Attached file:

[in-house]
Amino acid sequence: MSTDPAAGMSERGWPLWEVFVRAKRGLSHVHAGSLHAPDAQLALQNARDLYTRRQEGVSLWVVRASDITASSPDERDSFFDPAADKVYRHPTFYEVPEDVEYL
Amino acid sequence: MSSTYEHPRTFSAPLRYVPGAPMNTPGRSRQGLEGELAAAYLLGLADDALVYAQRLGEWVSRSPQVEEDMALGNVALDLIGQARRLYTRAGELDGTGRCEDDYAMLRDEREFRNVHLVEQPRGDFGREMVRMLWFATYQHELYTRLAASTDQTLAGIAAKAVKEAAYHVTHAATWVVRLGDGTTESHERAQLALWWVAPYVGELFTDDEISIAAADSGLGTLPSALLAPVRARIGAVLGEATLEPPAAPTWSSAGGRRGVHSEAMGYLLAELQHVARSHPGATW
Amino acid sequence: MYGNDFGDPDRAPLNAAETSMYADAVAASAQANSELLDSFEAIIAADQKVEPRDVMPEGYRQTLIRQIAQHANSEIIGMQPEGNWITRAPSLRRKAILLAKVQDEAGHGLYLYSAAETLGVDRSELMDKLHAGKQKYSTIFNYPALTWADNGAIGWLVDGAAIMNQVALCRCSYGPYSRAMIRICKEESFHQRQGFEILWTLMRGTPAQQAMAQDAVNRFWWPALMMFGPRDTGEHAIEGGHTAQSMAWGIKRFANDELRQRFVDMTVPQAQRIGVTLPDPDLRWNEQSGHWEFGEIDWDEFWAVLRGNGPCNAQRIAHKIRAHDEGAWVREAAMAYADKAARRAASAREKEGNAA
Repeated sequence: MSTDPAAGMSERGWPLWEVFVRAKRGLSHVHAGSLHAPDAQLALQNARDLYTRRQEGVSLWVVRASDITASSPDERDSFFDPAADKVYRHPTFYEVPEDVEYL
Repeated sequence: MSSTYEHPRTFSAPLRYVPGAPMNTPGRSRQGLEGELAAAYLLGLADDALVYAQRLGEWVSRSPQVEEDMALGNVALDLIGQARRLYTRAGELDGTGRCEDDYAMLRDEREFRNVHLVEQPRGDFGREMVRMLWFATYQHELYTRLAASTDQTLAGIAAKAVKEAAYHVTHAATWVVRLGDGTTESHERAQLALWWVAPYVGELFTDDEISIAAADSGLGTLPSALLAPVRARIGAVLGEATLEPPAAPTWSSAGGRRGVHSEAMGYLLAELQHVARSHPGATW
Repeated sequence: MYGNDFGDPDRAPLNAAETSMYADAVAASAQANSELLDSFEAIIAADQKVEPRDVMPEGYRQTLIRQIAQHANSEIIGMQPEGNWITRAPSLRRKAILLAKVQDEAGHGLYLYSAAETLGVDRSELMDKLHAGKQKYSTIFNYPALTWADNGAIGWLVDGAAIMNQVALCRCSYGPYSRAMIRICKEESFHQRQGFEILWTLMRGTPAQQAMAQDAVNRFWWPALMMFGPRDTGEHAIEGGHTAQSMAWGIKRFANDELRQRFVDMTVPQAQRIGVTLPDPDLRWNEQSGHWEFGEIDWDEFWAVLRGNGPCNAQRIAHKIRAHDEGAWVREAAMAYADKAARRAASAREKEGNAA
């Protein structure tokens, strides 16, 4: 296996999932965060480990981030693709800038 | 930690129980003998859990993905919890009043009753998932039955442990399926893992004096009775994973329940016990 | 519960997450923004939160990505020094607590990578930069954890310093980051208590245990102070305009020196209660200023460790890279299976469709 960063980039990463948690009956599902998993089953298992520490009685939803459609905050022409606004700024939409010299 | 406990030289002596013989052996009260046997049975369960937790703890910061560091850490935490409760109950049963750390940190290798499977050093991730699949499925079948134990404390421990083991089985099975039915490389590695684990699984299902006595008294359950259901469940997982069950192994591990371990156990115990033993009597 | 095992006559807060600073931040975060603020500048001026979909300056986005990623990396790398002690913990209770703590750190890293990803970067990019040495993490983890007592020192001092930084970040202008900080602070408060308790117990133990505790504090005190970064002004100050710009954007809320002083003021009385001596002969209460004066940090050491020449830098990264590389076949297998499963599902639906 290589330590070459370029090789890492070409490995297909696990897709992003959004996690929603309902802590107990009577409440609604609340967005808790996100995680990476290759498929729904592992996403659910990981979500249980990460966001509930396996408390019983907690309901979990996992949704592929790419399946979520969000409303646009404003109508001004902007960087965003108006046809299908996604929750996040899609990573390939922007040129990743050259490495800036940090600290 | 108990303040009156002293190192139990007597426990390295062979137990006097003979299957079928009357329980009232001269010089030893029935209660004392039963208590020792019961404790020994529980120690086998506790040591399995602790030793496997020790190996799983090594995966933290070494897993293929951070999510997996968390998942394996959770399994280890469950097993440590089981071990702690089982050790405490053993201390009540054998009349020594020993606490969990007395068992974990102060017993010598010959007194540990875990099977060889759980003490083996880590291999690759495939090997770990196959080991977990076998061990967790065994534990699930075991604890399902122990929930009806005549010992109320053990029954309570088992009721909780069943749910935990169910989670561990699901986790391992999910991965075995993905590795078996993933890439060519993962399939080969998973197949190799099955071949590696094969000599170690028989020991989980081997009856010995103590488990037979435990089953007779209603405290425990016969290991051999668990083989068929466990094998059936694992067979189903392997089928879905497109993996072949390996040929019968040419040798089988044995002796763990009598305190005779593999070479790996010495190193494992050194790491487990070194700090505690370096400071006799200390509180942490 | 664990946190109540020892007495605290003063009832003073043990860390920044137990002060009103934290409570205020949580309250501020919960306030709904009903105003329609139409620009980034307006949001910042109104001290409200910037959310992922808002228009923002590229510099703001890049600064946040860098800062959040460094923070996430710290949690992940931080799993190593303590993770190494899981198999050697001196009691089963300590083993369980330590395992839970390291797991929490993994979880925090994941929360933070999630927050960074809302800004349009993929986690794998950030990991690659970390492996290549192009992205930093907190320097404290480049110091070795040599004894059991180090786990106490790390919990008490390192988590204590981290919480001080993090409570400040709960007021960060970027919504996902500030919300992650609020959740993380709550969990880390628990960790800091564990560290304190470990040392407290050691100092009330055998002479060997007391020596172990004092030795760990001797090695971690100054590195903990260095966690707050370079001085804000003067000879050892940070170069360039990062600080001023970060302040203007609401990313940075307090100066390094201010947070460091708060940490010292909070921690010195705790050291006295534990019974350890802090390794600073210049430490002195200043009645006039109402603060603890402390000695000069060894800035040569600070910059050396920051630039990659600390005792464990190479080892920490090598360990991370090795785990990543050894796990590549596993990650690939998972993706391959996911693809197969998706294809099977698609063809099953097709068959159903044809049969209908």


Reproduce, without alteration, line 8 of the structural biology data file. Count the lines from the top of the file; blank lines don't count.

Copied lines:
């Protein structure tokens, strides 16, 4: 296996999932965060480990981030693709800038 | 930690129980003998859990993905919890009043009753998932039955442990399926893992004096009775994973329940016990 | 519960997450923004939160990505020094607590990578930069954890310093980051208590245990102070305009020196209660200023460790890279299976469709 960063980039990463948690009956599902998993089953298992520490009685939803459609905050022409606004700024939409010299 | 406990030289002596013989052996009260046997049975369960937790703890910061560091850490935490409760109950049963750390940190290798499977050093991730699949499925079948134990404390421990083991089985099975039915490389590695684990699984299902006595008294359950259901469940997982069950192994591990371990156990115990033993009597 | 095992006559807060600073931040975060603020500048001026979909300056986005990623990396790398002690913990209770703590750190890293990803970067990019040495993490983890007592020192001092930084970040202008900080602070408060308790117990133990505790504090005190970064002004100050710009954007809320002083003021009385001596002969209460004066940090050491020449830098990264590389076949297998499963599902639906 290589330590070459370029090789890492070409490995297909696990897709992003959004996690929603309902802590107990009577409440609604609340967005808790996100995680990476290759498929729904592992996403659910990981979500249980990460966001509930396996408390019983907690309901979990996992949704592929790419399946979520969000409303646009404003109508001004902007960087965003108006046809299908996604929750996040899609990573390939922007040129990743050259490495800036940090600290 | 108990303040009156002293190192139990007597426990390295062979137990006097003979299957079928009357329980009232001269010089030893029935209660004392039963208590020792019961404790020994529980120690086998506790040591399995602790030793496997020790190996799983090594995966933290070494897993293929951070999510997996968390998942394996959770399994280890469950097993440590089981071990702690089982050790405490053993201390009540054998009349020594020993606490969990007395068992974990102060017993010598010959007194540990875990099977060889759980003490083996880590291999690759495939090997770990196959080991977990076998061990967790065994534990699930075991604890399902122990929930009806005549010992109320053990029954309570088992009721909780069943749910935990169910989670561990699901986790391992999910991965075995993905590795078996993933890439060519993962399939080969998973197949190799099955071949590696094969000599170690028989020991989980081997009856010995103590488990037979435990089953007779209603405290425990016969290991051999668990083989068929466990094998059936694992067979189903392997089928879905497109993996072949390996040929019968040419040798089988044995002796763990009598305190005779593999070479790996010495190193494992050194790491487990070194700090505690370096400071006799200390509180942490 | 664990946190109540020892007495605290003063009832003073043990860390920044137990002060009103934290409570205020949580309250501020919960306030709904009903105003329609139409620009980034307006949001910042109104001290409200910037959310992922808002228009923002590229510099703001890049600064946040860098800062959040460094923070996430710290949690992940931080799993190593303590993770190494899981198999050697001196009691089963300590083993369980330590395992839970390291797991929490993994979880925090994941929360933070999630927050960074809302800004349009993929986690794998950030990991690659970390492996290549192009992205930093907190320097404290480049110091070795040599004894059991180090786990106490790390919990008490390192988590204590981290919480001080993090409570400040709960007021960060970027919504996902500030919300992650609020959740993380709550969990880390628990960790800091564990560290304190470990040392407290050691100092009330055998002479060997007391020596172990004092030795760990001797090695971690100054590195903990260095966690707050370079001085804000003067000879050892940070170069360039990062600080001023970060302040203007609401990313940075307090100066390094201010947070460091708060940490010292909070921690010195705790050291006295534990019974350890802090390794600073210049430490002195200043009645006039109402603060603890402390000695000069060894800035040569600070910059050396920051630039990659600390005792464990190479080892920490090598360990991370090795785990990543050894796990590549596993990650690939998972993706391959996911693809197969998706294809099977698609063809099953097709068959159903044809049969209908």